Craig Damian Smith is a senior research associate at the Canada Excellence Research Chair in Migration and Integration at Ryerson University. Dana Wagner is co-founder of TalentLift, an agency that works with displaced talent, and co-author of Flight and Freedom: Stories of Escape to Canada.
More than one million people are expected to claim asylum at the U.S.-Mexico border this year. Most are fleeing violence, government oppression, poverty, and the devastation of severe storms and droughts in Central America. Further south, 4.1 million Venezuelans are displaced in nearby countries – a number approaching international displacement by the Syrian civil war.
Arrivals at the U.S. border will near the scale of Europe’s 2015 refugee crisis, which threatened the stability of the European Union. Its legacy includes fortified borders across southeastern Europe and the Balkans, far-right electoral gains, dodgy deals with Turkey and Libyan militias to stop and pull back boats, and the establishment of permanent and squalid detention camps on Greek islands. Those outcomes are the result of burden-shifting between states despite the overwhelming need for co-operation.
Unlike that crisis in 2015, Canada can immediately and actively share responsibility with regional partners by offering displaced people across Latin America safe passage through access to programs for skilled immigrants. Importantly, Canada and NGO partners began pilot programs following the Syrian refugee crisis for exactly these types of situations. The Economic Mobility Pathways Project, launched in 2018, supports displaced people relocating through some of Canada’s skilled immigration programs. The pilot has been transformative for the 29 people relocated so far, and should be expanded.
New research from the Canada Excellence Research Chair in Migration and Integration at Ryerson University shows how Canada can help ease regional burdens, empower displaced people and contribute to economic growth by scaling its innovative efforts to Latin America. Displaced people across Latin America likely have the skills to fill essential jobs in agriculture, health care and the trades – all crucial for Canada’s COVID-19 pandemic response and recovery.
Unfortunately, many of these people can’t qualify for work permits because current regulations throw up near-insurmountable barriers, particularly the requirement that applicants must first demonstrate the ability to leave Canada after their arrival.
This makes little sense, and means Canada has closed the door to tens of thousands of skilled immigrants, perhaps even hundreds of thousands, because they don’t have access to travel documents and bank balances to show they can be readily removed. These rules undermine innovative approaches to matching the skills of displaced people with Canada’s labour market needs.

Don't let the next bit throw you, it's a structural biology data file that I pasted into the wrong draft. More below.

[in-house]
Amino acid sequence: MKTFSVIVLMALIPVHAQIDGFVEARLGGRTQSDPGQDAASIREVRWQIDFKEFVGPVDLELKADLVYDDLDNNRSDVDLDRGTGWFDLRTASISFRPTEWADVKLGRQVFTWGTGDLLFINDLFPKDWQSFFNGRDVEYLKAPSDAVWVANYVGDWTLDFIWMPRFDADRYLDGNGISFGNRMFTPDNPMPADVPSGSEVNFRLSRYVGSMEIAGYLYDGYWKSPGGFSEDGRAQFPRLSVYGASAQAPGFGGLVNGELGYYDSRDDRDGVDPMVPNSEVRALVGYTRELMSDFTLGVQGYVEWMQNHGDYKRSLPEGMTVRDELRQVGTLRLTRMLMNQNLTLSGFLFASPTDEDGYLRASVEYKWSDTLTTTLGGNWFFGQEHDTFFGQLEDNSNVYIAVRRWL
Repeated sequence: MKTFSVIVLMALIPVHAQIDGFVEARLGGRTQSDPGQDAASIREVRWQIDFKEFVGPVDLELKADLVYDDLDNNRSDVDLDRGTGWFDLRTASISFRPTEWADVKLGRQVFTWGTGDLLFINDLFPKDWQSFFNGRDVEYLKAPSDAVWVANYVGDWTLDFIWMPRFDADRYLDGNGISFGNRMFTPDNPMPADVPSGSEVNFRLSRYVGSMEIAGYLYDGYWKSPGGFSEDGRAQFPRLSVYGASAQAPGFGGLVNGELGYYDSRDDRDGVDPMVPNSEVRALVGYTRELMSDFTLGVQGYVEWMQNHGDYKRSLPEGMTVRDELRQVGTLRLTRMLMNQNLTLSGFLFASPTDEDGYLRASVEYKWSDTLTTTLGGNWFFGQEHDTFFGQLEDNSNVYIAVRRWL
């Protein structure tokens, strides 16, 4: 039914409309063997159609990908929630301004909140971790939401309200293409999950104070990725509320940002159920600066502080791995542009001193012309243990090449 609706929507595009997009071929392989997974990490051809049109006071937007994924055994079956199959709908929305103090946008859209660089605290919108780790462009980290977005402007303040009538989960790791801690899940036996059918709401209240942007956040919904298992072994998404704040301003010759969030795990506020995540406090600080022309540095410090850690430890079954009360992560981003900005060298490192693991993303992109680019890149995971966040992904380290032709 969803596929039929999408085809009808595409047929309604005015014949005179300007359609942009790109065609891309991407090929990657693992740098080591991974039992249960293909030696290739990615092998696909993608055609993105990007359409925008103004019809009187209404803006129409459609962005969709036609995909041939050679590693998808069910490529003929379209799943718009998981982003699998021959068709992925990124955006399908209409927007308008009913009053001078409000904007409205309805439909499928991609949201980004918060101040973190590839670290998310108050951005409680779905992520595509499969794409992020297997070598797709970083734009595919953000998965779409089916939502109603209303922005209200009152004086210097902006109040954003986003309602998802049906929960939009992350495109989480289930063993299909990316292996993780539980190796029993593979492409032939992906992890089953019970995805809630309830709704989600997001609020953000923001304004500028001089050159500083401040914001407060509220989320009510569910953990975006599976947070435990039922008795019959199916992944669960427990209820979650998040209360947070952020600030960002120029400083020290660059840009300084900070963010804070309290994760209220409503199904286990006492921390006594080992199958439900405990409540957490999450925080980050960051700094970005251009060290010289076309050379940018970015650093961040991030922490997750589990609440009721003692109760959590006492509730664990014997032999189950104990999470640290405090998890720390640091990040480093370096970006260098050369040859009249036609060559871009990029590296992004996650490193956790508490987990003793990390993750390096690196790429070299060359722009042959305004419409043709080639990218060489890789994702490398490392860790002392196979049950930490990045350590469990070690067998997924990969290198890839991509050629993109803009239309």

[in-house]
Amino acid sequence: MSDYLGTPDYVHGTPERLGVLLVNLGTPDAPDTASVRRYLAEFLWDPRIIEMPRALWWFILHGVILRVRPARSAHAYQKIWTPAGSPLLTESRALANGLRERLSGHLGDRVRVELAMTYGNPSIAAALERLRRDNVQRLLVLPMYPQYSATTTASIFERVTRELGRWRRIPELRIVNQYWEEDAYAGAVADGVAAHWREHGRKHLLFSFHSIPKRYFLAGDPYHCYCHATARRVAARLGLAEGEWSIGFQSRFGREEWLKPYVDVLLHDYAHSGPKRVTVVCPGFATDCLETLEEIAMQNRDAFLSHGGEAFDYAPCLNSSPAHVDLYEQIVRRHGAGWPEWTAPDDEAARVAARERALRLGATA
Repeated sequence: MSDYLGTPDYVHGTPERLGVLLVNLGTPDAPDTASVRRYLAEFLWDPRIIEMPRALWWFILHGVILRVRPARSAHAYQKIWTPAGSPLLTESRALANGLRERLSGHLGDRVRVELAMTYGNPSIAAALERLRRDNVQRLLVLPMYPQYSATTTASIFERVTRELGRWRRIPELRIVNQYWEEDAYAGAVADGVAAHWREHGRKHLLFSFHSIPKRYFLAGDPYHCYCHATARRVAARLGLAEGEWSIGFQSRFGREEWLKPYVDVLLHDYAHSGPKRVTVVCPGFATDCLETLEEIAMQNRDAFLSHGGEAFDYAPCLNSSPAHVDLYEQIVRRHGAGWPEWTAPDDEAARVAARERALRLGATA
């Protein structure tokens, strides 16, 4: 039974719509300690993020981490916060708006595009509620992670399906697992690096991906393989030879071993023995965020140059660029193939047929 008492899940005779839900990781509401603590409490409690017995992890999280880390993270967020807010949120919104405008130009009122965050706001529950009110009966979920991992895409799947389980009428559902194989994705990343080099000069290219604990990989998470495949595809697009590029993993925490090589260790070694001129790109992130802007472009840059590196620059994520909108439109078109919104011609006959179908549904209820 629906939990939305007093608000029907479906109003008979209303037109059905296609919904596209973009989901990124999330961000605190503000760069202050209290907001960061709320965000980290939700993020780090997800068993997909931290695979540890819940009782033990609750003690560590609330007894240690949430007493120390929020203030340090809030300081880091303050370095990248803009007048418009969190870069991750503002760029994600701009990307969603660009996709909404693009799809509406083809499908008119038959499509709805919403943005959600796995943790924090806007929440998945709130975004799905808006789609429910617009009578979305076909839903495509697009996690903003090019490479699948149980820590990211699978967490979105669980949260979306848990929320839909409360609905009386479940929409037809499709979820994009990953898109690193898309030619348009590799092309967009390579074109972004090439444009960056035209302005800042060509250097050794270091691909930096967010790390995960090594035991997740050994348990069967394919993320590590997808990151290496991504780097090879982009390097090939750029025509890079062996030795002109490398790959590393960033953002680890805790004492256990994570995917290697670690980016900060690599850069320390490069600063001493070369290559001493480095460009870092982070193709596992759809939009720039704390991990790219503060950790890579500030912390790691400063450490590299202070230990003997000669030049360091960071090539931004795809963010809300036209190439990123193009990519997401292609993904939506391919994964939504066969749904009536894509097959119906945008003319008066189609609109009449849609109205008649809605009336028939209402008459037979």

Last January, one of us visited a job fair hosted by the province of Quebec with more than a dozen Quebec employers in Bogota, Colombia. The organizer explained her regret that she had received quality resumes from Venezuelan refugees, but removed them from the invitation list because they wouldn’t be eligible for Canadian work permits.
The government of Canada could immediately undo this anomaly by dropping the ability-to-leave requirement for displaced job candidates. Instead, they could show their ability to stay. They could arrive in Canada as skilled workers, having demonstrated their eligibility for a permanent residence stream such as the Provincial Nominee Program or Federal Skilled Worker program, many of which require or reward work experience in Canada. This change would require a mere regulatory pivot, with no legislation or additional funding needed. It would also remove an unjust barrier and help meet Canada’s goal of attracting and retaining talented workers. It really is that simple.
Expanding pilot programming to consider refugees as skilled workers is the first priority in the latest mandate letter to the Minister of Immigration, Refugees and Citizenship. At the same time, Canada is seeking a leadership role in solving displacement in the Americas, but has yet to deliver any additional new funding or resettle a meaningful number of people from the region.
The Biden Administration’s plan to alleviate pressure on its border is to allocate more development aid to Central America. This is likewise the case with last week’s federal budget, in which the government of Canada allocated $80.3-million over two years to the Venezuelan crisis to integrate migrants locally in Latin America and stop irregular migration.
On their own, these plans will likely fall short of their goals, because research shows that development often increases emigration in the short and medium term. Mobility is part of development, not an alternative to it. That reality is recognized in the Global Compact for Migration, which Canada helped champion. It and the Global Compact on Refugees seek international co-operation to expand safe and legal mobility channels, such as skilled immigration, which embrace the aspirations of people fleeing conflict and other dangers.
Offering work permits would be a clear signal the global talent pool includes displaced people in Latin America. It would play to Canada’s strengths in permanently attracting those who build our workforce, communities and nation. It has the potential to be a quiet but revolutionary contribution.
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